– Brazil Agenda for Industry 4.0 contains a number of important actions including the development of testbeds/factories for future demonstrations and an online platform which consists of a marketplace for industry 4.0 technology adopters and providers.
– Canada has launched Future Skills to examine major trends impacting national and regional economies and workers, identify emerging skills shortages and develop innovative approaches to skills development to address them.
– China is implementing a lifelong vocational skills training system to help university graduates and migrant workers improve their employment-enabling skills.
– The European Union is providing financial assistance for adults with low levels of skills to acquire a minimum level of literacy, numeracy and digital skills and/or acquire a broader set of skills by progressing towards an upper secondary qualification or equivalent.
– Indonesia is providing basic facilities and infrastructure, such as roads, drainage, waste management, water, electricity, communications and information technology, in order to stimulate the establishment of special integrated and connected zones.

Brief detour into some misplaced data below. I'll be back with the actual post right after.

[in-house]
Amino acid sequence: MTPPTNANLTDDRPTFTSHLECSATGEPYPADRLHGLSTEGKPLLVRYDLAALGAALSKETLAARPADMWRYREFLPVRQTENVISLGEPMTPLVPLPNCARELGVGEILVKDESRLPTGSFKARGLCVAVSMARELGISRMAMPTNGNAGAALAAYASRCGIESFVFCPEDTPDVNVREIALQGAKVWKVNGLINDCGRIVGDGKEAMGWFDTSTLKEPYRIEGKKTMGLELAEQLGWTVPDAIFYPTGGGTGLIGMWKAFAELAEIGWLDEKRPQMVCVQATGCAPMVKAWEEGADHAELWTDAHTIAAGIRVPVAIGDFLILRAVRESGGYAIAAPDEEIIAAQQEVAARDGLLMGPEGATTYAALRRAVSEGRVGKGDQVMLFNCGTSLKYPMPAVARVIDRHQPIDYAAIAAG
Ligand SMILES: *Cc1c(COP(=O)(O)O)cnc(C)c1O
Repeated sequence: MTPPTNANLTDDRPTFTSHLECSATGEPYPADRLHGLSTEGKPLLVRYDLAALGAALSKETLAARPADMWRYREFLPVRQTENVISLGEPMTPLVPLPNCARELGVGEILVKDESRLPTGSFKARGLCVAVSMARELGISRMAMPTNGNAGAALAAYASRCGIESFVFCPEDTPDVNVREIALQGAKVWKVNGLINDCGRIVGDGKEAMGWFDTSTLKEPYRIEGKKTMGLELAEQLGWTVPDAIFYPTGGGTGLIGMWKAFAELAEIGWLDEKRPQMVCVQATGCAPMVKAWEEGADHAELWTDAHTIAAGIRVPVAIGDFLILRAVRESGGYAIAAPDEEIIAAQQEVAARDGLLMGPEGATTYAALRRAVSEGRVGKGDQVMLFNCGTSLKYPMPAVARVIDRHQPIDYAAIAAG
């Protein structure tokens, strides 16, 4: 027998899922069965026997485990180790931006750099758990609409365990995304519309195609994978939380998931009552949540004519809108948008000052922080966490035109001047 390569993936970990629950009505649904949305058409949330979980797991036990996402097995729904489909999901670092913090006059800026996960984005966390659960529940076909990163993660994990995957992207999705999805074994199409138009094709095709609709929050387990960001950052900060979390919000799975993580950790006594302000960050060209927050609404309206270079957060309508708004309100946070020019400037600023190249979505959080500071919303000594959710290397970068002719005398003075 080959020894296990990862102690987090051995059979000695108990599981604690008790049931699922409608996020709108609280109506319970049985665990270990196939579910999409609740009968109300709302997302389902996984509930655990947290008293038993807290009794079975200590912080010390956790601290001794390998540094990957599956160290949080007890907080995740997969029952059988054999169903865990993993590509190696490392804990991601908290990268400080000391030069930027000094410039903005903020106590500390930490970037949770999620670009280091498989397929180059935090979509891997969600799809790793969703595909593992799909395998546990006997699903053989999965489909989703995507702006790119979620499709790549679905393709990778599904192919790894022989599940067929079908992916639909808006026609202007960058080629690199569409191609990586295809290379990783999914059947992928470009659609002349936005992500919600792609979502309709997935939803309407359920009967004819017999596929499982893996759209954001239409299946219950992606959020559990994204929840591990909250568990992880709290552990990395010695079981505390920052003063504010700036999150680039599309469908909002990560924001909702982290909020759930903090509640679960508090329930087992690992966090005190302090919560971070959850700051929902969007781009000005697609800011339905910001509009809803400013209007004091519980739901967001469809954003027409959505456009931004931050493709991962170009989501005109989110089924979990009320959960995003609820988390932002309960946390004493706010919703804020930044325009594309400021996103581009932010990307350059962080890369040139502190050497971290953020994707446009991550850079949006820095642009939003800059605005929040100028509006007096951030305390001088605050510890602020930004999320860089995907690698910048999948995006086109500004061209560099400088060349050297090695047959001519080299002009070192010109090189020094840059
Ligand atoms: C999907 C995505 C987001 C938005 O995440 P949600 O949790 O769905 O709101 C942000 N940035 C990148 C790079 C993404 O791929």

– Italy is strengthening its Impresa 4.0 Plan and the venture capital for innovative start-ups, with the aim of promoting investment in innovation and R&D activities, and boosting firms' productivity and competitiveness.
– Japan is implementing a ”work-style reform“ including correction of long working hours practice and expanding the capacity of childcare facilities, which will help increase women's labour participation.
– Korea will ease the standards for its Earned Income Tax Credit, a cash subsidy paid to support the work and income of low-income groups, and increase its ceiling for the subsidy amount per household.
– The Bank of Russia has launched a regulatory sandbox to test new innovative financial services and technologies to assess their safety and potential impact on financial market.
– Spain has created a regulatory sandbox to allow FinTech start-ups and other financial entities to conduct live experiments in a controlled environment under the regulator`s supervision.